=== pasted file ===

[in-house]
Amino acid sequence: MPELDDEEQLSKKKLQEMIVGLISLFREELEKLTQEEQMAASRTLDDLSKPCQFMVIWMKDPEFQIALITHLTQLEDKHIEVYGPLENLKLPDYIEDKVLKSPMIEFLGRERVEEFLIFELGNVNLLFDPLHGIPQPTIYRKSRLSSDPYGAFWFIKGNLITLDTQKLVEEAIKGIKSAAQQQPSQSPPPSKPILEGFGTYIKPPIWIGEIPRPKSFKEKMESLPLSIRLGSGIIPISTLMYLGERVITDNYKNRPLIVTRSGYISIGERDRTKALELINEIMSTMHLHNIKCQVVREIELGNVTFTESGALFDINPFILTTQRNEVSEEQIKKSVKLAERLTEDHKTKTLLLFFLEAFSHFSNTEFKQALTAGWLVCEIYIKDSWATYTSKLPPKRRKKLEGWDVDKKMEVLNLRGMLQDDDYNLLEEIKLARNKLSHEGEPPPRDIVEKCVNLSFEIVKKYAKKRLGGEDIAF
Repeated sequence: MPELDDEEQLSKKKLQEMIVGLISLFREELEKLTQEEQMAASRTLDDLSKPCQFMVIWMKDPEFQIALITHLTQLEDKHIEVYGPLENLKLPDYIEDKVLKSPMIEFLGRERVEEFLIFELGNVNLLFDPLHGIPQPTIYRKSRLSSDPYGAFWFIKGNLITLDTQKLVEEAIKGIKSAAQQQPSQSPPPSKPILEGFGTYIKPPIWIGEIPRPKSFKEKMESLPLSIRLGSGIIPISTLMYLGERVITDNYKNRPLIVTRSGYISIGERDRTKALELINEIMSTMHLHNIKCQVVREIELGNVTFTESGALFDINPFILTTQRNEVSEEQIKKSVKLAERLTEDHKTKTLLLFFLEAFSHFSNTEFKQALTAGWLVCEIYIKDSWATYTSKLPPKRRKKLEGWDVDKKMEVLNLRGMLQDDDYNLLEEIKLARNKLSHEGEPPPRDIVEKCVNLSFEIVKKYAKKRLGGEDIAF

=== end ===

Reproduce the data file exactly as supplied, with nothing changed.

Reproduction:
[in-house]
Amino acid sequence: MPELDDEEQLSKKKLQEMIVGLISLFREELEKLTQEEQMAASRTLDDLSKPCQFMVIWMKDPEFQIALITHLTQLEDKHIEVYGPLENLKLPDYIEDKVLKSPMIEFLGRERVEEFLIFELGNVNLLFDPLHGIPQPTIYRKSRLSSDPYGAFWFIKGNLITLDTQKLVEEAIKGIKSAAQQQPSQSPPPSKPILEGFGTYIKPPIWIGEIPRPKSFKEKMESLPLSIRLGSGIIPISTLMYLGERVITDNYKNRPLIVTRSGYISIGERDRTKALELINEIMSTMHLHNIKCQVVREIELGNVTFTESGALFDINPFILTTQRNEVSEEQIKKSVKLAERLTEDHKTKTLLLFFLEAFSHFSNTEFKQALTAGWLVCEIYIKDSWATYTSKLPPKRRKKLEGWDVDKKMEVLNLRGMLQDDDYNLLEEIKLARNKLSHEGEPPPRDIVEKCVNLSFEIVKKYAKKRLGGEDIAF
Repeated sequence: MPELDDEEQLSKKKLQEMIVGLISLFREELEKLTQEEQMAASRTLDDLSKPCQFMVIWMKDPEFQIALITHLTQLEDKHIEVYGPLENLKLPDYIEDKVLKSPMIEFLGRERVEEFLIFELGNVNLLFDPLHGIPQPTIYRKSRLSSDPYGAFWFIKGNLITLDTQKLVEEAIKGIKSAAQQQPSQSPPPSKPILEGFGTYIKPPIWIGEIPRPKSFKEKMESLPLSIRLGSGIIPISTLMYLGERVITDNYKNRPLIVTRSGYISIGERDRTKALELINEIMSTMHLHNIKCQVVREIELGNVTFTESGALFDINPFILTTQRNEVSEEQIKKSVKLAERLTEDHKTKTLLLFFLEAFSHFSNTEFKQALTAGWLVCEIYIKDSWATYTSKLPPKRRKKLEGWDVDKKMEVLNLRGMLQDDDYNLLEEIKLARNKLSHEGEPPPRDIVEKCVNLSFEIVKKYAKKRLGGEDIAF